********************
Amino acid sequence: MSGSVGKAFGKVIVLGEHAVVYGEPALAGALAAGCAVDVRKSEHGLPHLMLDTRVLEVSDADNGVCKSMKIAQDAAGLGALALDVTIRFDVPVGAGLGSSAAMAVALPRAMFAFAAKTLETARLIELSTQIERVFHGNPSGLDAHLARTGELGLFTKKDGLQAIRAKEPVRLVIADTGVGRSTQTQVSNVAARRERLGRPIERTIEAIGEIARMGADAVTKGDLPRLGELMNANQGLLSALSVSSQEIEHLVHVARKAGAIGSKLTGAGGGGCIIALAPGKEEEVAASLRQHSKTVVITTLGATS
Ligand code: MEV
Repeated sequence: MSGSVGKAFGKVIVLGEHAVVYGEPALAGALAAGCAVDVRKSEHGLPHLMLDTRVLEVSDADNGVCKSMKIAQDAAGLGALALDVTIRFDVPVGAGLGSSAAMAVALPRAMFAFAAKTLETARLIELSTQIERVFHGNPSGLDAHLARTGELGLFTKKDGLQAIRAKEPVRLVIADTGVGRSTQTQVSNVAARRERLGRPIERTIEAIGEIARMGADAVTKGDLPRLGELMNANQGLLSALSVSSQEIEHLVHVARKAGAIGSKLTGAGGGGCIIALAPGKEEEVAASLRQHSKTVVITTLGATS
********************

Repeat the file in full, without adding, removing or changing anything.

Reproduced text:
Amino acid sequence: MSGSVGKAFGKVIVLGEHAVVYGEPALAGALAAGCAVDVRKSEHGLPHLMLDTRVLEVSDADNGVCKSMKIAQDAAGLGALALDVTIRFDVPVGAGLGSSAAMAVALPRAMFAFAAKTLETARLIELSTQIERVFHGNPSGLDAHLARTGELGLFTKKDGLQAIRAKEPVRLVIADTGVGRSTQTQVSNVAARRERLGRPIERTIEAIGEIARMGADAVTKGDLPRLGELMNANQGLLSALSVSSQEIEHLVHVARKAGAIGSKLTGAGGGGCIIALAPGKEEEVAASLRQHSKTVVITTLGATS
Ligand code: MEV
Repeated sequence: MSGSVGKAFGKVIVLGEHAVVYGEPALAGALAAGCAVDVRKSEHGLPHLMLDTRVLEVSDADNGVCKSMKIAQDAAGLGALALDVTIRFDVPVGAGLGSSAAMAVALPRAMFAFAAKTLETARLIELSTQIERVFHGNPSGLDAHLARTGELGLFTKKDGLQAIRAKEPVRLVIADTGVGRSTQTQVSNVAARRERLGRPIERTIEAIGEIARMGADAVTKGDLPRLGELMNANQGLLSALSVSSQEIEHLVHVARKAGAIGSKLTGAGGGGCIIALAPGKEEEVAASLRQHSKTVVITTLGATS